Author Interview: Santino Hassell talking about the Five Boroughs series, writing techniques and life hacks00:00
Author Interview: Santino Hassell talking about the Five Boroughs series, writing techniques and life hacks
ER: Hi, Santino and welcome to my blog! I’m so happy to have you as my guest today!
I want to start this interview with some general questions on your writing.
As someone who has been reading fiction all my life (I even have a degree in literature) but also someone who never had the desire to write, I’m curious how you decided to start writing. And what made you chose romance rather than any other genre?
SH: When I was a kid, I was a journaler. After a while, writing in the journal helped me to develop this narrative style and voice that transitioned to creative writing classes where I wrote short stories and poetry. Later on, I wrote songs. However, it wasn’t until I discovered slash fanfic, and later original slash and gay romance, that I decided to try my hand at longer pieces.
In terms of why I chose romance—honestly, romantic stories about LGBTQ people were something I’d constantly sought as a youth. As a bisexual kid, I never saw my stories told in a way that was hopeful. I found that romance was the only genre willing to give me something other than gloom and doom for queer people.
ER: Continuing in these lines – what is the best and the worst thing about being a writer?
SH: The best thing is receiving feedback from readers who read my stories and were able to relate to them. The worst thing is the way I get caught up in expectations. I’m very aware of what the majority of readers appear to want versus what I want to write, and sometimes it’s hard to make that jive.
ER: Can you share some more details about your writing process – I already know you use NaNoWriMo but are there any other writing methods and strategies that you use in your writing?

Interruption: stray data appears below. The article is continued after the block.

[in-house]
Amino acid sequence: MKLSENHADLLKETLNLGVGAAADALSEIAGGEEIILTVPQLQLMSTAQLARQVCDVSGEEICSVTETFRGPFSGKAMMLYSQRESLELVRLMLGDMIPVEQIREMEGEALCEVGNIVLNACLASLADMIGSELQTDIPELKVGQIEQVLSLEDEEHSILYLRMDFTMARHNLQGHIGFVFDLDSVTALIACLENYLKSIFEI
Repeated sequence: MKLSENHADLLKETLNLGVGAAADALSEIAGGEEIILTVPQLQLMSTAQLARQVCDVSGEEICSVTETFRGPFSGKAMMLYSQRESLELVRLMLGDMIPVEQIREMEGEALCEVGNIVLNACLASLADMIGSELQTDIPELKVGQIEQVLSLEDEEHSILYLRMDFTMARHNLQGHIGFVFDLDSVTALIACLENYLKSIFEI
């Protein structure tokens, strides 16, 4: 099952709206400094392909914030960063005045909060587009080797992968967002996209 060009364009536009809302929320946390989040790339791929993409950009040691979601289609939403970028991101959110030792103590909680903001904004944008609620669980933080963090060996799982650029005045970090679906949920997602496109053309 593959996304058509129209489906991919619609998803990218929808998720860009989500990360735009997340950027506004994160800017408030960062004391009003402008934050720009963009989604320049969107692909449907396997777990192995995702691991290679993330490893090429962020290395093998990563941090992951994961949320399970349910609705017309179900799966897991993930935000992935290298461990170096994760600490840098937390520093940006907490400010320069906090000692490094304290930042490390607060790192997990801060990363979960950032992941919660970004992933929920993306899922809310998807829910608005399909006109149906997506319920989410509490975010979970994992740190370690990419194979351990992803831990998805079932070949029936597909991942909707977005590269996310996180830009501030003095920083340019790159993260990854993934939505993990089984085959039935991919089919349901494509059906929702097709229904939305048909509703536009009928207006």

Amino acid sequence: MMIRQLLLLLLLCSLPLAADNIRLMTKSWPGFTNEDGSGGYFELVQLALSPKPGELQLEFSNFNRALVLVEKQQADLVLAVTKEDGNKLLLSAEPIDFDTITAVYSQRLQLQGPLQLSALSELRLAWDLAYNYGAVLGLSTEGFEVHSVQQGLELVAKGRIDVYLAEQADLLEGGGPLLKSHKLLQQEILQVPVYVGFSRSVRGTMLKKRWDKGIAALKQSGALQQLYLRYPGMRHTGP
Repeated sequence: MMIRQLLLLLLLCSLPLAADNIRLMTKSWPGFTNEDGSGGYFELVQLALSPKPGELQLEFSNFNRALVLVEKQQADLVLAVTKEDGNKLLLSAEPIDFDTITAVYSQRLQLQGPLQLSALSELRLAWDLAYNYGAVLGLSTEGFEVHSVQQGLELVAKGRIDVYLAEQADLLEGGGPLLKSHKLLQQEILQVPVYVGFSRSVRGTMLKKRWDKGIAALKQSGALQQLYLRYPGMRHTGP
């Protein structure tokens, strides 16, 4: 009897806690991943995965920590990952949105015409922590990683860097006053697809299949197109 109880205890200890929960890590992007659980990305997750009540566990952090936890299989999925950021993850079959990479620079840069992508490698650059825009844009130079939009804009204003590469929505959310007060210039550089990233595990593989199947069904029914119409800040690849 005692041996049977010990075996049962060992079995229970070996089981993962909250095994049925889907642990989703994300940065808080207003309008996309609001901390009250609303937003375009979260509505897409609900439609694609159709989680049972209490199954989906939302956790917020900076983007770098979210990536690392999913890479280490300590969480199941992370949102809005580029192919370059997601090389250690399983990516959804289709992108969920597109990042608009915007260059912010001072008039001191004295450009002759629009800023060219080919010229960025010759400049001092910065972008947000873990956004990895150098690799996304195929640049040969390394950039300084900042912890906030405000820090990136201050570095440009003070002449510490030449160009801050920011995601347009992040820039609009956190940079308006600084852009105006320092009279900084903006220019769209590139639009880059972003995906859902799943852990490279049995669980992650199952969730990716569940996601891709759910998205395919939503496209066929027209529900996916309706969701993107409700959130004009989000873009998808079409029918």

SH: My main strategy is to set a SMART goal. That’s super teachery of me, but a smart goal is a goal that’s Specific, Measurable, Attainable, Relevant, and Timely. These days, my goal for writing is to finish one scene per day (in the book with a deadline) on weeknights, and two scenes per day on weekends. I also use a variety of apps to stay focused and shut off distractions.
ER: What is the easiest and the most difficult thing for you when it comes to writing?
SH: The easiest thing for me is dialogue. I’m not sure why, but the flow of two or more people conversing, with multiple character voices, is my strength. What’s hard for me is fleshing out a narrative. My writing used to be very terse.
ER: Are you a plotter or a pantser?
SH: A total plotter. These days, I’ve been outlining an entire book by chapter and then each scene in the chapters. It helps me stay focused so I can set goals.
ER: And final question on your writing process before we move on to talk in more details about your books. What is your favourite subgenre to write in?
SH: I love writing contemporary romance.
ER: You have written In the Company of Shadows series with Ais and now Strong Signal with Megan Erickson. How does co-writing work for you? Is it easier or more difficult than writing on your own?
SH: I think it’s easier. You have a whole other person keeping you accountable and plotting with you!
ER: Besides being co-written Strong Signal was also self-published. Is it your first self-published book? How was this process different from working with a publisher?
SH: Actually, After Midnight was my first self-published book but Strong Signal was a much more successful endeavor. Megan really knew what she was doing in terms of marketing and promo, and we got great advice from several people. However, it’s so much more work than working with a publisher. That’s the hardest part, I think. Figuring out, and planning, all of the pieces and making sure they come together on time.
ER: So, that’s enough questions about Cyberlove series and now I’m really dying to know more about the Five Borough series, which is my favourite of your books. First off, I’m curious to know how you came up with the idea for this series. (Is there an initial plan that you are following or the stories you want to write/are actually writing change in the course of working on this series?)
SH: Initially, Sutphin Boulevard was supposed to be a romantic comedy about teachers (insert laugh track here). From there, I started thinking about various things—the impact of home life on a teacher, the stress of administration, the attack dog policies of the mayor during the Bloomberg era—and the story expanded. I guess you can see while creating this cast of characters, I fleshed out a lot of their stories to figure out how they would all interact with each other, and realized I would definitely want to tell their stories too. My plan was to write a novel set in each of the five boroughs plus a bonus novel that revisits one of the couples, BUT… I now have more stories in my head than there are boroughs.